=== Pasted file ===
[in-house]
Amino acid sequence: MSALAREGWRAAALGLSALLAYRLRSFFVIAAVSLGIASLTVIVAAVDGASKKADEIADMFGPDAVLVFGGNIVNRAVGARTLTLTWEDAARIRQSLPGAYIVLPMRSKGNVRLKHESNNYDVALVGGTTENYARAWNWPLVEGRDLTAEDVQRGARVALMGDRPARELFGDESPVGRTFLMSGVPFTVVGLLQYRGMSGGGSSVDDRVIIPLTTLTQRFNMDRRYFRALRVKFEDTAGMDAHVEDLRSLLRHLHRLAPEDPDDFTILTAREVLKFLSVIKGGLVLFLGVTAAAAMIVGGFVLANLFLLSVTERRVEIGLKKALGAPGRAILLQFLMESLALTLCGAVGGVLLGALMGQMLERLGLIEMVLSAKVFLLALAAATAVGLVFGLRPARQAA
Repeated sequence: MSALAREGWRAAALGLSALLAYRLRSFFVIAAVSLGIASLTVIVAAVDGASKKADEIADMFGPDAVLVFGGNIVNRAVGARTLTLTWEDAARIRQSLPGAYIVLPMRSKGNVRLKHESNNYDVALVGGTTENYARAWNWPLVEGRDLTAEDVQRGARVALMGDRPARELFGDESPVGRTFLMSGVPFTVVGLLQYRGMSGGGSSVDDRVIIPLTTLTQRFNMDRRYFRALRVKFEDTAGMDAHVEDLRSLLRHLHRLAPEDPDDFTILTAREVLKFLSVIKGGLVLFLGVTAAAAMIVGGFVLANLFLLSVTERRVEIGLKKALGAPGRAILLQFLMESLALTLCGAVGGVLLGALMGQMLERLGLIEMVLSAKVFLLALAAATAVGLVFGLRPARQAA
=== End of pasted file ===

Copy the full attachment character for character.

[in-house]
Amino acid sequence: MSALAREGWRAAALGLSALLAYRLRSFFVIAAVSLGIASLTVIVAAVDGASKKADEIADMFGPDAVLVFGGNIVNRAVGARTLTLTWEDAARIRQSLPGAYIVLPMRSKGNVRLKHESNNYDVALVGGTTENYARAWNWPLVEGRDLTAEDVQRGARVALMGDRPARELFGDESPVGRTFLMSGVPFTVVGLLQYRGMSGGGSSVDDRVIIPLTTLTQRFNMDRRYFRALRVKFEDTAGMDAHVEDLRSLLRHLHRLAPEDPDDFTILTAREVLKFLSVIKGGLVLFLGVTAAAAMIVGGFVLANLFLLSVTERRVEIGLKKALGAPGRAILLQFLMESLALTLCGAVGGVLLGALMGQMLERLGLIEMVLSAKVFLLALAAATAVGLVFGLRPARQAA
Repeated sequence: MSALAREGWRAAALGLSALLAYRLRSFFVIAAVSLGIASLTVIVAAVDGASKKADEIADMFGPDAVLVFGGNIVNRAVGARTLTLTWEDAARIRQSLPGAYIVLPMRSKGNVRLKHESNNYDVALVGGTTENYARAWNWPLVEGRDLTAEDVQRGARVALMGDRPARELFGDESPVGRTFLMSGVPFTVVGLLQYRGMSGGGSSVDDRVIIPLTTLTQRFNMDRRYFRALRVKFEDTAGMDAHVEDLRSLLRHLHRLAPEDPDDFTILTAREVLKFLSVIKGGLVLFLGVTAAAAMIVGGFVLANLFLLSVTERRVEIGLKKALGAPGRAILLQFLMESLALTLCGAVGGVLLGALMGQMLERLGLIEMVLSAKVFLLALAAATAVGLVFGLRPARQAA